But new baby land reminds me and sharpens in me a haunting desire I've glimpsed and chased after most of my life. It's a desire for less and more, for a simplicity which is hard won and carefully pursued. It is a sense of a life which is perhaps only a short distance wide, but miles deep. When I'm at home again with a fractious baby and unsatisfied pre-schoolers who need another story, another cuddle, a peanut-butter and banana sandwich - the longing comes to the fore again.
I wish we lived in community.
Yes, I know. Community is messy and sometimes invasive and hard work and compromise but nevertheless… I felt the yearning last Sunday at our kids dedication where I worried not one iota about when my 3 month old took her nap. Why? Because between the bosoms of three loving grandmothers and several aunties (by blood or by bond) and a basketful of other experienced mums there was never a shortage of someone to hold a sleepy baby to their chest and do some snuggling (quite the opposite in fact!) I wished, not for the first time, that my day-to-day life included a few more generations of women around me to share the early baby load. It's no great chore to hold a sleeping baby or to read to a small boy. Preparing dinner can be a simple joy and listening to the ups and downs of a 5 year old's latest flight of fancy is lovely but when trying to do them all at the same time and alone it becomes the stuff of nightmares. I look at the women at church who are eagerly awaiting the arrival of some grandchildren and think "come over to my place any night between 4 and 6pm and you can cuddle, read and play to your heart's desire - Please!!"
I've been reading a lot lately. Breastfeeding, that amazingly productive but simultaneously unproductive necessity has driven me to the couch and sparked a return to my kindle reader. Isn't it amazing how you have no time when you're home with a three and five year old - I mean I would never have found time to read before little Tess came along, but now that I'm breastfeeding I find myself chewing through books because there's really little else one can do (except madly try to referee lego-induced fist fighting of course). And I've dusted off the Anne of Green Gables series and am plowing through the latter work of L.M. Montgomery like a Jersey cow in an oat field (see what I did there?)
Oh and doesn't it just make me want to don my long skirt and apron and get to churning some butter or baking some bread. There's a simple wholesomeness to the world L.M. Montgomery creates that has me hating my modern conveniences and yearning for a simpler existence. In fact most of the books I really love were written in a time or a place where people lived smaller, simpler and less crowded lives. When they thought about cooking dinner their choices were limited to local, seasonal and homemade - these concepts have been commandeered by the boutique and expensive end of the market now. When a woman was engaged she spent her time preparing not for her wedding day but for her wedded life. She made the sheets, the tablecloths, the clothes and the homewares that would fill her new nest. When she fell pregnant she would begin knitting, sewing and preparing the simple necessities for the new life to come.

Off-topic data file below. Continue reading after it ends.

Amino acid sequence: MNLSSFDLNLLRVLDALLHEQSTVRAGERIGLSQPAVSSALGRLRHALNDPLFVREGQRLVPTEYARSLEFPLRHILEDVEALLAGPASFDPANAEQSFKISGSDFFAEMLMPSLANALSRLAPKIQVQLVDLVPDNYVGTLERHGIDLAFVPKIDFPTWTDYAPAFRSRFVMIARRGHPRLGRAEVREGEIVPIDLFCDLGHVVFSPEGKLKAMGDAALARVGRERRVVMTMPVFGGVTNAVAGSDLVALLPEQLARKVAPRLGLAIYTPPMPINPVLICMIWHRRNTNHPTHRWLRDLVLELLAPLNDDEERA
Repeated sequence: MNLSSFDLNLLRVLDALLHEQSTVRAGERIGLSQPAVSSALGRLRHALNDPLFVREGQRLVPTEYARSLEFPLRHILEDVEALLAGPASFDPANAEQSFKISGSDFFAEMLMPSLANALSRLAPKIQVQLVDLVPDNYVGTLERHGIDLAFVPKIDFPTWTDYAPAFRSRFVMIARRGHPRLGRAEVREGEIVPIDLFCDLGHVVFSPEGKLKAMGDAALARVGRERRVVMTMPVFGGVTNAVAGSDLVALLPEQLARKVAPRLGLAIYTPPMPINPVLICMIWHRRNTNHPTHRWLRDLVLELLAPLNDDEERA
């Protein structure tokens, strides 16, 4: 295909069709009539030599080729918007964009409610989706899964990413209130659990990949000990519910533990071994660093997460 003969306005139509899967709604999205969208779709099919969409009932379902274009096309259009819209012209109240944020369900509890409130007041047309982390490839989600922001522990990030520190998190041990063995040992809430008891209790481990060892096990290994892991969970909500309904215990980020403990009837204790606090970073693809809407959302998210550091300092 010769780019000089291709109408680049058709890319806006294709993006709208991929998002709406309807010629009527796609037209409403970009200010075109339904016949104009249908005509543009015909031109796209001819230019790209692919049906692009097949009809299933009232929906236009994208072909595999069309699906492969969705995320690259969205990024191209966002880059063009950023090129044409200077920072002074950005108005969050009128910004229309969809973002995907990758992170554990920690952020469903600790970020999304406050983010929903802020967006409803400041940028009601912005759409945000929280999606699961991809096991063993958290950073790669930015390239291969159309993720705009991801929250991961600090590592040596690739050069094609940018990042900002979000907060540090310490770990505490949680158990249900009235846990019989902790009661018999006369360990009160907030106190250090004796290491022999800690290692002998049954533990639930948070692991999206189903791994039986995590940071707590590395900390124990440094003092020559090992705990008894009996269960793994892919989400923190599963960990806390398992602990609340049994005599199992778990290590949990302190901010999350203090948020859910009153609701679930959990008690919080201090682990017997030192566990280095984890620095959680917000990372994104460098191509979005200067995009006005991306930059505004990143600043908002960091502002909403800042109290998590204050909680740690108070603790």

I know that in reality the old fashioned village world of Anne Shirley (or Blythe - spoiler alert) was actually full of poverty, ignorance, tragedy and injustice. It's not a utopia and I am very aware that I have won the lottery of time and place to have been born into middle class Australia in the 1980s. But there are so many things to be learned from the life and times of our Great-great-grandmothers.
The things we fight for, wait for or make with our own hands are so much more satisfying and valuable than the things we picked up cheaply or easily in a consumer experience. The friendship we do face to face are stronger, richer, harder and more valuable than the quick online curations of interesting instagram partners. When we winnow down our belongings, social circle and schedule we invest much more deeply in the few, valued items that are left. In a culture where we have so much of everything why are we haunted by a feeling of scarcity?
As I traverse this simple season of caring for the primal needs of a brand new human I am struck again by the simpleness of our truest needs. To be held, nourished, loved and understood by those closest to us, to love and nourish in turn. These little limbs don't care how co-ordinated is their outfit or how well curated the nursery décor, they know only the importance of good milk, warm hands and kind words.
For the other mums of nurslings out there, I wish you the gift of being able to share the warm, milky days with others who can help with the burden. I pray that we would get better at saying no to excess expectations, yes to help, and be vulnerable enough to keep reaching over the clutter of information overloaded social media and into the messy joy of reality.